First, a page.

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The Spirit of Play

by Shai Rosenfeld
January 07, 2020

Another winter has come and we have once again decided to give our game closet a bit of a makeover, adding some new games, recycling older ones and creating some local versions of our own favorite ways to play. In 1938 dutch historian Johan Huizinga called humanity ‘Homo Ludens’ in his book by the same title. This loosely means “man the player” and it implies that play as well as game playing is “a distinct and highly important factor in the world’s life and doings”. He indeed makes the case for play not just being a significant part of culture but that culture is in itself a form of play. While it’s easy to focus on board and card games, play encompasses so much more. 

Groups at Camp Glen Brook sing together, create together and overcome challenges together. We practice the spirit of play and being playful. This is the spirit that allows us to look past the goal of a game, such as putting the ball in the basket, and put the enjoyment of the other players before our own victory. We can make jokes, show off, and cheer each other on, even when the ‘rules’ of a game do not require it. This is play at it’s best.

Nachmanovitch coined the phrase Galumphing in his book “Free Play: Improvisation in Life and Art”. It is something unique in many ways to human play though we sometimes see it in animals as well.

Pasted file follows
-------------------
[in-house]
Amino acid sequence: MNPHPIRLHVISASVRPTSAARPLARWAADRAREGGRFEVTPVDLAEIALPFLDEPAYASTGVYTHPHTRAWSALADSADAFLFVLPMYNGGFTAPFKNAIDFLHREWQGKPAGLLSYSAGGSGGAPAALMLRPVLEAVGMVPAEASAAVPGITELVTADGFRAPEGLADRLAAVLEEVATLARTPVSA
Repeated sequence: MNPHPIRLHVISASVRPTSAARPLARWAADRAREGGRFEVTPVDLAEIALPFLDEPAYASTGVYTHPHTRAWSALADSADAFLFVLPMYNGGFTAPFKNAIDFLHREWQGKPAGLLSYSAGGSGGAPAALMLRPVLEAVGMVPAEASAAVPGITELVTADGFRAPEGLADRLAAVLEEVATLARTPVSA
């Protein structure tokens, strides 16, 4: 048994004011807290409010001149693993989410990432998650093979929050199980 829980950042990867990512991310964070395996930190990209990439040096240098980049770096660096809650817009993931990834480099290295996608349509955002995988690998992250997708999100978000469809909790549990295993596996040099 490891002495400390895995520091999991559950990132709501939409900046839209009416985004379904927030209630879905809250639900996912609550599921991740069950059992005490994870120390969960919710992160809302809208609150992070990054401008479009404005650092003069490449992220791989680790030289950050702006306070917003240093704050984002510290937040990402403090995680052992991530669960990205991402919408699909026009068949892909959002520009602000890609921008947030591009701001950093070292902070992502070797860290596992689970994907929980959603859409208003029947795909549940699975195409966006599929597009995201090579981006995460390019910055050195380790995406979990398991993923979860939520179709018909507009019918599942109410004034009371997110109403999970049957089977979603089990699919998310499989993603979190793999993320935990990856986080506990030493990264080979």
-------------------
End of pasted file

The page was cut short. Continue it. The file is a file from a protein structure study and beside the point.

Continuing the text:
Galumphing is the immaculately rambunctious and seemingly inexhaustible play-energy apparent in puppies, kittens, children, baby baboons—and also in young communities and civilizations. Galumphing is the seemingly useless elaboration and ornamentation of activity. It is profligate, excessive, exaggerated, uneconomical. We galumph when we hop instead of walk, when we take the scenic route instead of the efficient one, when we play a game whose rules demand a limitation of our powers, when we are interested in means rather than in ends. We voluntarily create obstacles in our path and then enjoy overcoming them.

 – Stephen Nachmanovitch

People who embrace play are more adaptable and ready to take on the complex world around us. The importance of play in creating culture and identity is immeasurable. 

As we conclude another family weekend, another summer or winter camp, another visit from a school group, another successful Gap semester, we feel great gratitude for play. We have our new flashy games, and there is joy in watching a 3rd grader excitedly teach the game he learned only yesterday to a group of new friends, but it is even more exciting to watch them improvise. They make new rules, negotiate additional ways to play, and eventually run to the outdoors to play with trees, stones and snow in whatever way their imagination sways them. 

 

 

Children and adults alike use play to create structure and then use structure to inspire new forms of play. This cycle is so natural to the youth that experience Camp Glen Brook. Play is contagious and we are often inspired by our campers to play and play often, something that is too easy to forget as adults. It is in play that we give our lives and relationships new meaning.

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